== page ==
Today Sunday 7 October 2012, I supervised the second photography workshop at Victoria Baths. Eight participants were in attendance and the session started at 10am.
The main aim of the workshop is to give people the opportunity to take photographs of the inside of this amazing building, including some areas that are not normally open to the public. I am available to offer ‘over the shoulder’ feedback on photos and provide tips and information.
The eight who attended were mostly quite experienced in the use of digital SLR cameras. But there is always something new to learn, and at an event like this, you can learn from others, as well as from the tutor and often, the tutor learns as well!
We started in the Turkish Rest Room, that’s the large ground floor room with magnificent stained glass windows. The light was streaming in through the glass, casting pools of shimmering colour on the shiny floor.
Stained glass windows can be a tricky subject to photograph. If, as in a cathedral or church, they take up a small part of the frame, and the rest is dark, it will probably be necessary to under-expose by one or two stops as the camera’s auto-exposure is ‘fooled’ by the unusual light. Here, if the window fills the frame, then you might have to over-expose.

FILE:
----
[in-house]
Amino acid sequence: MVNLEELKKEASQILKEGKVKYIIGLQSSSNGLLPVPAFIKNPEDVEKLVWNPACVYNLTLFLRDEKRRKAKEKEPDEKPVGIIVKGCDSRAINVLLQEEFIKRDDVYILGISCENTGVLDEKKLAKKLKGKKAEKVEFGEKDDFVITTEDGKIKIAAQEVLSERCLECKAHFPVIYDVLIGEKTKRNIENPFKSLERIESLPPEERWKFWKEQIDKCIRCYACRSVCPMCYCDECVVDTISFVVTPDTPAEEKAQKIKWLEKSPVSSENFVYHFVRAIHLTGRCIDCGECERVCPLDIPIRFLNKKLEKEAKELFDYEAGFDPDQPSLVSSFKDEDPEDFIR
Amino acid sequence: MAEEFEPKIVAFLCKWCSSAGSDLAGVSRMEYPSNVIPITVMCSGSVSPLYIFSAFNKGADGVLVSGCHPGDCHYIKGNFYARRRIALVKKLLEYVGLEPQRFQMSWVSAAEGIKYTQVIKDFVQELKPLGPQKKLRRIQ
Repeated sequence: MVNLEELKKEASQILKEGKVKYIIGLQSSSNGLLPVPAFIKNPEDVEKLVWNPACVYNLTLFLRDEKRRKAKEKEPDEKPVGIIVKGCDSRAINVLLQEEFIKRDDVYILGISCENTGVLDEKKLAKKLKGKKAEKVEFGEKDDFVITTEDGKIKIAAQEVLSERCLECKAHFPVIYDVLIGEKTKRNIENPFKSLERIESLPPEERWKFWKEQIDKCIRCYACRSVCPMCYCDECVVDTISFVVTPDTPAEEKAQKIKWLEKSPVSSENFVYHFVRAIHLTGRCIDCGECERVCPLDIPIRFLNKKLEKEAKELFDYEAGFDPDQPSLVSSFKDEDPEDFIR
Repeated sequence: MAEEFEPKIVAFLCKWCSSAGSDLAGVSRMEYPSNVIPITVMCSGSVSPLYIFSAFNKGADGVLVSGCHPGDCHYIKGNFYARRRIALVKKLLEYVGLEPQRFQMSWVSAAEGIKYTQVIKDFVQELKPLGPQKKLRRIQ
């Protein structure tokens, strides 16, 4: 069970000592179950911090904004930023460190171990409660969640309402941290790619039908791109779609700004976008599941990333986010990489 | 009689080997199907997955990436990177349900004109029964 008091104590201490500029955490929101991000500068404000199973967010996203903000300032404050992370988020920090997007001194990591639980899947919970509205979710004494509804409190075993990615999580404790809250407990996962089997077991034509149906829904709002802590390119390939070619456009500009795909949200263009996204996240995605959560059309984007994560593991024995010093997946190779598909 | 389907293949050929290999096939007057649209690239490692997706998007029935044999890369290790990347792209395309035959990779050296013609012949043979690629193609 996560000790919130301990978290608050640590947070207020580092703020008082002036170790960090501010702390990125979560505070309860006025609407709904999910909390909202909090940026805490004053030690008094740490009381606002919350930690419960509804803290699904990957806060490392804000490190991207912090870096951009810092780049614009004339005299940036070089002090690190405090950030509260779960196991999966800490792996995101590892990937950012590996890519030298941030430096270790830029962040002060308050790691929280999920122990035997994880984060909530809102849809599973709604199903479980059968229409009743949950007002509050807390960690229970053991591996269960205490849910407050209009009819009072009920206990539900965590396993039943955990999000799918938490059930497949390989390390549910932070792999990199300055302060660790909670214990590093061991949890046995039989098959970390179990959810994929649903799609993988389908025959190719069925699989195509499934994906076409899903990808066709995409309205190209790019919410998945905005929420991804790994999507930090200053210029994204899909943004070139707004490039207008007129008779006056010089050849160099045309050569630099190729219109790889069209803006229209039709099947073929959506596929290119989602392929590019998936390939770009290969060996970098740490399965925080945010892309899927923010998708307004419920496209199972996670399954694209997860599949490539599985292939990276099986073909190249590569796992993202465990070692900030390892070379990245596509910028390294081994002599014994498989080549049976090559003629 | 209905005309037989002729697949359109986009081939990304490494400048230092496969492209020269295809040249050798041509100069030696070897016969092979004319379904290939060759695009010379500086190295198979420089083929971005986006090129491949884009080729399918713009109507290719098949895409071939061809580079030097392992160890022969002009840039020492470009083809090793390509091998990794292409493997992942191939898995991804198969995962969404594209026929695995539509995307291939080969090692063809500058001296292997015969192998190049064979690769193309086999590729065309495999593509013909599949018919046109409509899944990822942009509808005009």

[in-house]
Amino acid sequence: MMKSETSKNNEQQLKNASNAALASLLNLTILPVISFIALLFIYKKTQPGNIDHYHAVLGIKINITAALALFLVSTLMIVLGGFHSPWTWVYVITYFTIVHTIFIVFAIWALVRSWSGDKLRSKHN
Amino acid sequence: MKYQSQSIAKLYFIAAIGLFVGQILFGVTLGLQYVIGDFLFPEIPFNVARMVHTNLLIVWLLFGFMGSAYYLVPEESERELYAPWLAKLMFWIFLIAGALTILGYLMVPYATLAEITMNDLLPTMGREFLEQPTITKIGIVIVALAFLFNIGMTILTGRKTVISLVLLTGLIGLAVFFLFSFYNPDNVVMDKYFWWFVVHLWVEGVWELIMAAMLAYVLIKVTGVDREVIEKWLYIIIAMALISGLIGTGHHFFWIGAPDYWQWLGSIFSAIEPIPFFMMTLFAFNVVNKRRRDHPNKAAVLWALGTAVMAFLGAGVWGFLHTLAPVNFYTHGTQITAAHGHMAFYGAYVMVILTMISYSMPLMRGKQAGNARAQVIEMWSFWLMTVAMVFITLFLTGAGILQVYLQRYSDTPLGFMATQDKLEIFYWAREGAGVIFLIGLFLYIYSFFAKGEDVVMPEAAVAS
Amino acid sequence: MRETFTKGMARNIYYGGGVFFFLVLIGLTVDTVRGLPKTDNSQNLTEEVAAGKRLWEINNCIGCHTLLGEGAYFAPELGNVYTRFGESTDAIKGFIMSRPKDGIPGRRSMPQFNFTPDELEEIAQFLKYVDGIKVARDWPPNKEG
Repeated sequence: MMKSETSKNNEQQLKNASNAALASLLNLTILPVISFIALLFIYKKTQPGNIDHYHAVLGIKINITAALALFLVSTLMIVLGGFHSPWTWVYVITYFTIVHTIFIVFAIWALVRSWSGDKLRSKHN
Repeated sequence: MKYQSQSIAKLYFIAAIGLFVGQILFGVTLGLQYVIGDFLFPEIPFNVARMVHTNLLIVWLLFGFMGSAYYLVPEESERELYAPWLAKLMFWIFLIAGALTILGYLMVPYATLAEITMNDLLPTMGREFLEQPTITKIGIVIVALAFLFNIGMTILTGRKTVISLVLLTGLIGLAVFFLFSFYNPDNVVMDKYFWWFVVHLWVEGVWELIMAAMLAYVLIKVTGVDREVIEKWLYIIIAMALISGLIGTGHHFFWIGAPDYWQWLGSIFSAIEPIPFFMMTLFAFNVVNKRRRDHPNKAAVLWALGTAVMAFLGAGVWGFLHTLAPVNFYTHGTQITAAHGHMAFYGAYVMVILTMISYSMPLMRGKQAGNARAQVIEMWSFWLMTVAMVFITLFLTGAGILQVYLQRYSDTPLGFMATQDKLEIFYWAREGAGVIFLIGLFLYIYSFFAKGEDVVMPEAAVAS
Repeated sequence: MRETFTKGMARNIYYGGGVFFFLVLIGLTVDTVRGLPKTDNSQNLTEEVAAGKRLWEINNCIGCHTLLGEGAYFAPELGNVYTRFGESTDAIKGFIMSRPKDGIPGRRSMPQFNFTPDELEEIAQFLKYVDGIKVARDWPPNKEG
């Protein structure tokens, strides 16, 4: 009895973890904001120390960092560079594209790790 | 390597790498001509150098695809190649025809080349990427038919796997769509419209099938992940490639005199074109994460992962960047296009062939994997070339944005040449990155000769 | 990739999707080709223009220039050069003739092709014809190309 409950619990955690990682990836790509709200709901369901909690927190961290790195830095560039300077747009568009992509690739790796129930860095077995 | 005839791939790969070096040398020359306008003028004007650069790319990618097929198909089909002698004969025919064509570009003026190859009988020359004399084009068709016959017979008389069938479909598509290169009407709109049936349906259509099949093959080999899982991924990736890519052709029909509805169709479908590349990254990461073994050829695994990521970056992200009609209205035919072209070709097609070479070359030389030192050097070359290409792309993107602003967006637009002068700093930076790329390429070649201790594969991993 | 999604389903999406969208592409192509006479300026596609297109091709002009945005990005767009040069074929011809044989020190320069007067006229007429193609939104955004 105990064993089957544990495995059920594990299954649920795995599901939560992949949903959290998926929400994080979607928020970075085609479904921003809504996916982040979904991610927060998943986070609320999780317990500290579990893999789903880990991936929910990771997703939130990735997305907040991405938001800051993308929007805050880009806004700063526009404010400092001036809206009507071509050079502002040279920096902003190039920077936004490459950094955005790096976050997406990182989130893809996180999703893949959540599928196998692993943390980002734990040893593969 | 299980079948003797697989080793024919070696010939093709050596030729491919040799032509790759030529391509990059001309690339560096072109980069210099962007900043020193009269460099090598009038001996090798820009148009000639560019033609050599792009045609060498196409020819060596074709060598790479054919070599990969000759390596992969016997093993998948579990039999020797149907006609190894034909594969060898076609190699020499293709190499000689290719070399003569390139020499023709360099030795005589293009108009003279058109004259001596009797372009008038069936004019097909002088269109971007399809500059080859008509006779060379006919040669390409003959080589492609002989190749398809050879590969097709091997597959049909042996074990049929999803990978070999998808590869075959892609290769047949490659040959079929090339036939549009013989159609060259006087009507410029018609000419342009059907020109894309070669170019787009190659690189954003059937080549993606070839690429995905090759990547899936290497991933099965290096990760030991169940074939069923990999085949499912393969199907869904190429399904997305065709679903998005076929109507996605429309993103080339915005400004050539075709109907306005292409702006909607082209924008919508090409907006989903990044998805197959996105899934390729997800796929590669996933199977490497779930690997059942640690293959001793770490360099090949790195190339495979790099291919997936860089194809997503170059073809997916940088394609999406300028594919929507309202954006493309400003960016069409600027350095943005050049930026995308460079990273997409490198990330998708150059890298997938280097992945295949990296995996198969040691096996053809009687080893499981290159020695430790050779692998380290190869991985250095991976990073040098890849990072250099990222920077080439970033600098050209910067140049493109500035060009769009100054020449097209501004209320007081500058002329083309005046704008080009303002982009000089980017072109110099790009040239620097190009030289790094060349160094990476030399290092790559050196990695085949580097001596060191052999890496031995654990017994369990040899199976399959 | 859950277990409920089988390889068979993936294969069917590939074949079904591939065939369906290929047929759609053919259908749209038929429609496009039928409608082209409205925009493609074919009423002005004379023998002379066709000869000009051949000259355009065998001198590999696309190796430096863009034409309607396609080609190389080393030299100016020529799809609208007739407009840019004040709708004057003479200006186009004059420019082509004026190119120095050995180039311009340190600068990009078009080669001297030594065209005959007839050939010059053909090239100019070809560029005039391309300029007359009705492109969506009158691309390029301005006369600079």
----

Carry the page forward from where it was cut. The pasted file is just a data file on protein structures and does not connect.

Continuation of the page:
An important message I give in all my tutorials and workshops is that photography is all about managing levels of light and it is often necessary to tweak the brightness of an image either up or down by one, two, maybe even three or more stops. In Manual mode, to do this, you can simply adjust the aperture or shutter speed. In some of the Auto modes you can use Exposure Compensation control, in my opinion the fourth most important control on the camera. (You can ask me what are the first, second and third at an upcoming workshop!)
The participants soon started producing very good photographs of the windows. If you position yourself directly in front, you need to have the camera exactly horizontal. One photographer accomplished this with a spirit level on the camera.
Others photographed from the side, giving more diagonals in the composition. As I always say, horizontal and vertical lines give a more static effect, while diagonals give photos a more dynamic quality. I told one photographer I felt he needed to under-expose the photos a bit more as some areas of the image showing the flashing ‘over-exposed’ warning.
Today we were lucky to have photographic model Cat, and appropriate to the building, she was wearing a black bathing suit. The combination of Art Nouveau style windows and a model who has a distinctive 19th century / Pre-Raphaelite look provided excellent creative possibilities.
We also took some photographs in the room next door, with its beautiful tiles the colour of water. This gave the pictures a painterly quality which I love. I’m interested in paintings and the history of art and regularly visit Manchester Art Gallery and the Walker and Lady Lever, part of National Museums Liverpool.